Many of you will remember that I attended the Imagine No Religion 2 conference in Kamloops, BC in May of this year. It was my first ever atheist meeting/convention, and I had a really positive experience there. I was asked to me a somewhat last-minute addition to a panel on alternative medicine, based (I imagine) on my background in health sciences, my experience public speaking, and the fact that at least a handful of people would recognize my name.
And so it was that I found myself sitting next to Skeptically Speaking host Desiree Schell, and Dr. Ian Mitchell (a local physician), talking about the wild and wooly world of alt-med. Long-time readers will know how irritated I am by the term “alternative medicine”:
These “alternative medicines” are not alternative in any way – if they work, then they aren’t alternative, they’re just medicine. The other side of the problem is the ones that are truly “alternative” aren’t medicine! They don’t work any better than voodoo or augury or invoking ancestor’s spirits.
I’m also irritated (clearly, as you will see from the video) by the doggerel: “cancer cure” and the associated conspiracy theory that pharmaceutical companies are hiding cancer cures from the public. I tried my level best to apply my own personal brand of smackdown to this odious and ludicrously nonsensical claim, with all the humour and aplomb that I could muster at 9 am after a night of drinking. I also made reference to a couple of things that the local chapter of CFI had done – debunking Deepak Chopra and staging a homeopathy workshop. Both were examples of skeptical activism, or as we coined it, ‘skeptivism’.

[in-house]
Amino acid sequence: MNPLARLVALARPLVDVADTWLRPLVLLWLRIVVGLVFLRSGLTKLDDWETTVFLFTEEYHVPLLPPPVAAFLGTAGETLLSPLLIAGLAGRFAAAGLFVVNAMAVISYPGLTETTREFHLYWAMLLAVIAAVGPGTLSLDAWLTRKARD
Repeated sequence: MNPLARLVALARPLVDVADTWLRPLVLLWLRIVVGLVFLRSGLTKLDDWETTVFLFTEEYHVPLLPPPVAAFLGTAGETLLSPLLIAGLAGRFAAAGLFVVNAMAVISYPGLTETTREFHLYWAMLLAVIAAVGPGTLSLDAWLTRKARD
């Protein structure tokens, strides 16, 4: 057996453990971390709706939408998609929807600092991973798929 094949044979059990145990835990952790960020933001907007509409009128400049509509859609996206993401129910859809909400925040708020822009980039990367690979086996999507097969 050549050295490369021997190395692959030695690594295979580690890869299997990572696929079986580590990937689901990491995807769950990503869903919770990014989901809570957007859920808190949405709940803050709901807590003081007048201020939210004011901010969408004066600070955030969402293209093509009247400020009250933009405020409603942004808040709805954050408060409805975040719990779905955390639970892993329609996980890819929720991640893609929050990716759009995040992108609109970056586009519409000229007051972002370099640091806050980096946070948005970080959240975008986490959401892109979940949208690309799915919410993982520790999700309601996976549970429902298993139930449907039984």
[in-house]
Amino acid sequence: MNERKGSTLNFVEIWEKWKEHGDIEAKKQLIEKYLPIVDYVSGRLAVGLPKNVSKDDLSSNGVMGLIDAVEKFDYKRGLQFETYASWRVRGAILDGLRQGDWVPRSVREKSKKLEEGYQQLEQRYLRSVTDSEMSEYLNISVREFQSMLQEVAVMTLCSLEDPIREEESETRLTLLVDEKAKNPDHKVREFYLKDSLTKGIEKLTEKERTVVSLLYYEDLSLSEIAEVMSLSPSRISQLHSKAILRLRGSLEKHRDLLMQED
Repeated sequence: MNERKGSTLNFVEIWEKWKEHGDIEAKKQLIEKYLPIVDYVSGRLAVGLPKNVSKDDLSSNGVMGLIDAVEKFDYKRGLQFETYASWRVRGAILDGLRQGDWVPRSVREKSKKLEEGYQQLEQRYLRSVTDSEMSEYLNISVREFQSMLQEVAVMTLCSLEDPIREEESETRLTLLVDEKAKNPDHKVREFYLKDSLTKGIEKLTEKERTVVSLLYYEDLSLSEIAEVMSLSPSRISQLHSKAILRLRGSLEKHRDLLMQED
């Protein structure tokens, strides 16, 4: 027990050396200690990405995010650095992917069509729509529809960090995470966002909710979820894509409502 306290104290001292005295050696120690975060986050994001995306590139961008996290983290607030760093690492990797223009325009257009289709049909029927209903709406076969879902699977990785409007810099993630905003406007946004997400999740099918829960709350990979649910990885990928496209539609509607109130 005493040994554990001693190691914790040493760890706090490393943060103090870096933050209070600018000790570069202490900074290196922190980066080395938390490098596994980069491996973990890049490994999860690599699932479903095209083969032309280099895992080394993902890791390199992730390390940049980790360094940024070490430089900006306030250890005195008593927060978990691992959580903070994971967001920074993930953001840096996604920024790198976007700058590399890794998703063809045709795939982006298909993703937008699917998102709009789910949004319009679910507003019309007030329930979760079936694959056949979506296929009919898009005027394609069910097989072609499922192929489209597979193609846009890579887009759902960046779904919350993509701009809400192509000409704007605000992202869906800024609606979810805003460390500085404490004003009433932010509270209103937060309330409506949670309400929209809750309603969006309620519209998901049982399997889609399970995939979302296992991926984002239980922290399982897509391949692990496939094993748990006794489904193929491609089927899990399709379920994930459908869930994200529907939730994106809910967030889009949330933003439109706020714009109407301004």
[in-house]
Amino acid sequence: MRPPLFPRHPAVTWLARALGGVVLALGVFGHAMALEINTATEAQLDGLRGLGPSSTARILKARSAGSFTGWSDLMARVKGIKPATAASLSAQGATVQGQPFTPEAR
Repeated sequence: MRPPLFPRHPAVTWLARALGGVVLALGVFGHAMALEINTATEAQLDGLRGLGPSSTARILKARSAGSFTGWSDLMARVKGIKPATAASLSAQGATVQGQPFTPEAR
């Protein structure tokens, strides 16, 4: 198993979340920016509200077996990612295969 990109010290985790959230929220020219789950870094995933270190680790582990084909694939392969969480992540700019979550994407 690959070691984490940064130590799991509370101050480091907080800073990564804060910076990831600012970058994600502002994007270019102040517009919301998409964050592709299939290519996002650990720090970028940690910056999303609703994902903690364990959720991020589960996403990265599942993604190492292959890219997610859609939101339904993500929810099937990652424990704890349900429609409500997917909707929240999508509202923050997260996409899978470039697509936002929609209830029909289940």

The full video from the event is available below the fold. Just a warning: Dr. Mitchell’s voice is quiet at first, but gets much louder when I move the microphone closer to him, so try and resist the urge to turn the volume all the way up.
Video from the rest of the conference, including presentations by Matt Dillahunty, PZ Myers, Maryam Namazie, Natalie Reed, Joyce Arthur, our own Edwin Hodge, Desiree Schell, August Berkshire, Lawrence Krauss and a whole host of other great speakers are available at the video page, so I strongly suggest you check those out. In the interest of being totally unfair, you’ve got to check out Desiree’s call to arms speech about getting organized, and Joyce Arthur’s piece about women’s rights was fascinating.
Enjoy the video! Let me know what you think in the comments. Or, y’know… don’t. Whatever. I’m not the boss of you.
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Don’t be dissing augury, whatever that is. I’ll have none of that!
Apparently it’s forecasting the future based on the behaviour of birds. I already do that. If the seagulls are screaming outside my window, I predict that I will wake up irritated. Comes true every morning.
I farmer in the small town I grew up in started practicing Augury by making weather predictions by slicing up some of his chickens and looking at the entrails, and making a performance out of it. To me, and was a sad excuse to make it socially acceptable to mutilate small animals. Surprisingly, a lot of people bought into it (he’s a farmer, it’s no surprise he’s wasn’t half-bad at prediciting some weather trends).
Thanks for the video. Regarding the term “alternative medicine,” I read a commenter on another blog (Bad Astronomy, IIRC) stating that we should push to rebrand it as “fantasy medicine” as a truer description.
Personally, I think one of the harms of this fantasy medicine is that when someone falls for the hype, they stop looking for useful treatment and end up suffering more. This is especially the case in “the quick cure” versus long-term therapies.